Category Archives: Homeschool

Raising a Bilingual Child

I’d first like to mention that I’m barely an expert on this. I just wanted to share with my readers how it has been going since I am raising a bilingual child. Well first, if you didn’t already know, I should probably explain why I might want to share my son’s progress.

I am actually what most Americans would consider to be black. I say it that way because, in learning about my family history, I refuse to identify with the term African American. No one in at least the last 4-5 generations on either side of my family is from Africa. Many people from many different countries have descendants from Africa in their ancestry but that does not make them African Argentinian (to give an example). If you do identify with the term African American, regardless, this is not to make you feel bad about that.  I’m just telling you what I identify with. :)   Usually, if someone’s parents come from a different country, he or she would identify with this type of terminology. For example, my friend’s family is from China. Her parents were born in China. She, however, was born in America. Because her parents are from China, she identifies with the term Chinese American. I just won’t identify with a term like this because I don’t feel I should identify with that one term and negate any other culture within my family such as French, and the several Native American tribes that my ancestors come from. Bottom line, I consider myself to just be American!  LOL! I said all of that to give my readers a background to understand my love for cultures and languages and to understand who I am in the midst of all of that.

I studied French all through middle and high school. My love for Spanish came during college. I have no Spanish descent in my family that I know of. I simply fell in love with the culture, the people and the language. During college, I decided to major in it. I even went on to study for about a year to get my Masters in Translation, only to realize that I didn’t really love translating, I just enjoyed talking to people in their native language and helping them. During that time, I also studied in Spain for 3 months of that year.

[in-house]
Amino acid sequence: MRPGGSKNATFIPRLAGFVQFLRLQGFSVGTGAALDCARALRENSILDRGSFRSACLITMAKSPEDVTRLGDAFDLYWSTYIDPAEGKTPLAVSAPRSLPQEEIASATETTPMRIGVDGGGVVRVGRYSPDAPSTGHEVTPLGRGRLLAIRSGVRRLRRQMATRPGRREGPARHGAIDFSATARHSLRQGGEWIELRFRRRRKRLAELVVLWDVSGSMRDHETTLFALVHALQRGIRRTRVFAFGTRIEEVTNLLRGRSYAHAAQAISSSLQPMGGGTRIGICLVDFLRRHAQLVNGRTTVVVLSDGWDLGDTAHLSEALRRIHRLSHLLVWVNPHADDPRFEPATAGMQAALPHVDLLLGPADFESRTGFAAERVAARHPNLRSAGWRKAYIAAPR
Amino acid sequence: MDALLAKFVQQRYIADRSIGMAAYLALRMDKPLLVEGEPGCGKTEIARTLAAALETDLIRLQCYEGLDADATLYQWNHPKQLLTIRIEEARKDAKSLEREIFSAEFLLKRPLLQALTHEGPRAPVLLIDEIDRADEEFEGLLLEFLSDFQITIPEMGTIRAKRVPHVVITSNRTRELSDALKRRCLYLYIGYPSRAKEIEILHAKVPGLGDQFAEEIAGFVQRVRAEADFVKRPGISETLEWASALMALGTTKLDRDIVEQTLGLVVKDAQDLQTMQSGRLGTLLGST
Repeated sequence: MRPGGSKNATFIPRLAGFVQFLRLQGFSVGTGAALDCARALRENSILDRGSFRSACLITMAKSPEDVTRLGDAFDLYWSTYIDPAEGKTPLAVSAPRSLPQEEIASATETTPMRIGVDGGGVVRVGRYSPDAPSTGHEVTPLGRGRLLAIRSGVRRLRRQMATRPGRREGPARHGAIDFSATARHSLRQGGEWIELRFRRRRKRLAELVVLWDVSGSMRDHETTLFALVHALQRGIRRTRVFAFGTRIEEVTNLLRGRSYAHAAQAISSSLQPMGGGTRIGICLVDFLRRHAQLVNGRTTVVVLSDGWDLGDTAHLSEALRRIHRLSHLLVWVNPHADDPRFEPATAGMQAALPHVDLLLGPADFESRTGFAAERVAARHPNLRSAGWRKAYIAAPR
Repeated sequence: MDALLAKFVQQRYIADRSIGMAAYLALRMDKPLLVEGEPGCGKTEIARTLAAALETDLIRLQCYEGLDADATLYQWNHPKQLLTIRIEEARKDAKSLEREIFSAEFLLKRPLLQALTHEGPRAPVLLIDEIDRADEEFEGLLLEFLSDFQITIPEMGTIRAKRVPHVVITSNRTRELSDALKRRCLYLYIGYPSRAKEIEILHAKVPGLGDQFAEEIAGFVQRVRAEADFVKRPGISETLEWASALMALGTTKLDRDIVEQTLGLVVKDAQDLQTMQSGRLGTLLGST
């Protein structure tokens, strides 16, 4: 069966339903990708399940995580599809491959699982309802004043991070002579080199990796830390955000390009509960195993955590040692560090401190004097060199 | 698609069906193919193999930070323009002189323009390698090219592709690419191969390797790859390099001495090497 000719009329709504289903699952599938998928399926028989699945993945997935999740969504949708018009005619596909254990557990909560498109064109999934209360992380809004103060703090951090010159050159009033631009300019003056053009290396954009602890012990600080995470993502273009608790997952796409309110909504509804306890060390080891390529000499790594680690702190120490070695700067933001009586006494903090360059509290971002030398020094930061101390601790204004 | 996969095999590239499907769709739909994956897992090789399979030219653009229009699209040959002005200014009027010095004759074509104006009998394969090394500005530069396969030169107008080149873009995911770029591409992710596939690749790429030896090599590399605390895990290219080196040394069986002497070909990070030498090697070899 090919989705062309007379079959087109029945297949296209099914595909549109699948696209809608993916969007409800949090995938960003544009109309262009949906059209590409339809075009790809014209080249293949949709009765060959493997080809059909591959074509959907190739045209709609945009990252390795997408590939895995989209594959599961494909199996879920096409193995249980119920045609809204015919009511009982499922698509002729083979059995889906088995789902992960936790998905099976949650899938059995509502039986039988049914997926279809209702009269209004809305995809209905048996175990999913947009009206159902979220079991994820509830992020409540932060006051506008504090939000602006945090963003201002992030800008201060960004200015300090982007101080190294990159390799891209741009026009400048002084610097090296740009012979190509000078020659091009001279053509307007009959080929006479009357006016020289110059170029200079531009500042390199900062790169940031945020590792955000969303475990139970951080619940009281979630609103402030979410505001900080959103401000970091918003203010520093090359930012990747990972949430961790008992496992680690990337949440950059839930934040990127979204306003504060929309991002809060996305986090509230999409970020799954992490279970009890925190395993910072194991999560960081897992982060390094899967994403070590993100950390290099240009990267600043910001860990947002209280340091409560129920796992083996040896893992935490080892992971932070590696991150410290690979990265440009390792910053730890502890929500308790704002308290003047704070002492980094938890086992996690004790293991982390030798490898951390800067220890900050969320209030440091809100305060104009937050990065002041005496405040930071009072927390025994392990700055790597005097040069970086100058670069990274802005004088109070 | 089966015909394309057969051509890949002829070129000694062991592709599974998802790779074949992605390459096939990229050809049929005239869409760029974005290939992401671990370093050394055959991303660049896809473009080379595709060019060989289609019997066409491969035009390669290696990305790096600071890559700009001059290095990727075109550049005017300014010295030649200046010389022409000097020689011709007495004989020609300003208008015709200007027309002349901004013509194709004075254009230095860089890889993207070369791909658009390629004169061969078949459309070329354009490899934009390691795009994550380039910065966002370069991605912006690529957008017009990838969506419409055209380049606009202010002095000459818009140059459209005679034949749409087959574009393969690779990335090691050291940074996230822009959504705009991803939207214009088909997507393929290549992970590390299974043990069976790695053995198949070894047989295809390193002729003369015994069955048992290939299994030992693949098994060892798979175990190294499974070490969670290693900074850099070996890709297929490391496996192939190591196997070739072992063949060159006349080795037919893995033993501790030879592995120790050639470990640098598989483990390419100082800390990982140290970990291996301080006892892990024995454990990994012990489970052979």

Once I got pregnant, I began to read to see if anyone like me had ever attempted to teach or speak to their child in a foreign tongue that wasn’t the parent’s first language. Could it work out? Would the child be fluent? Most people think its easy and it’s a no brainer. But from talking to people who live in the US whose native tongue is Spanish, there appeared to be certain struggles in ensuring that the child did in fact learn the two languages equally. There is also the element of biculturalism that could be missed. I’ve learned about Spanish and some Latin American cultures but it wasn’t second nature to me in the same way that native speakers could incorporate their culture in the native tongue they were using with their children.

I finally found an article where a linguist stated that if a person was at least near native in his level of the second language, the person could in fact teach his or her child to be fluent in a language that is neither parent’s mother tongue. She suggested a person be near native because pronunciation and grammar are some of the things that are important for when a child is listening and trying to speak a language correctly. This made me happy. I consider myself only to be somewhat bilingual. I know there is so much Spanish I don’t know, but many native speakers believe when talking to me that I am at least a second generation native speaker, which would mean that my parents were natives and just possibly taught me at home. I think that is a nice compliment which could possibly put me in the near native category, so I decided I could definitely teach my son. I converse with him in mostly Spanish and I read to him in both languages. Dad speaks only English. Since we plan to homeschool, that will be a whole different ball game. I plan to teach him main subjects in English but for language, grammar and writing, work to perfect both languages.  Below are some of his favorite books for us to read to him: 

(No matter how hard I tried to keep him away from this one, baby loved trying to eat this book! You can tell by looking at the edges.)
He shows us that he understands what we say in both languages and he is even saying selective words from each language. He has chosen one word in one language over the other in all instances so far. For example he always says “thank you” but he doesn’t say “de nada.” Another example is he seems to know what a ball is when Daddy refers to it, but he prefers to call it “ta” which is short for when Mommy calls it “pelota.” 

I’ll keep you all updated on how it is going.  So far, I think it is going pretty well.  Thanks for reading this!  Are you teaching your child two languages?  Have you had any thoughts of making your child fluent in two languages even if you know just one?  Whatever the case is, I’d love to hear your thoughts!  Until next time!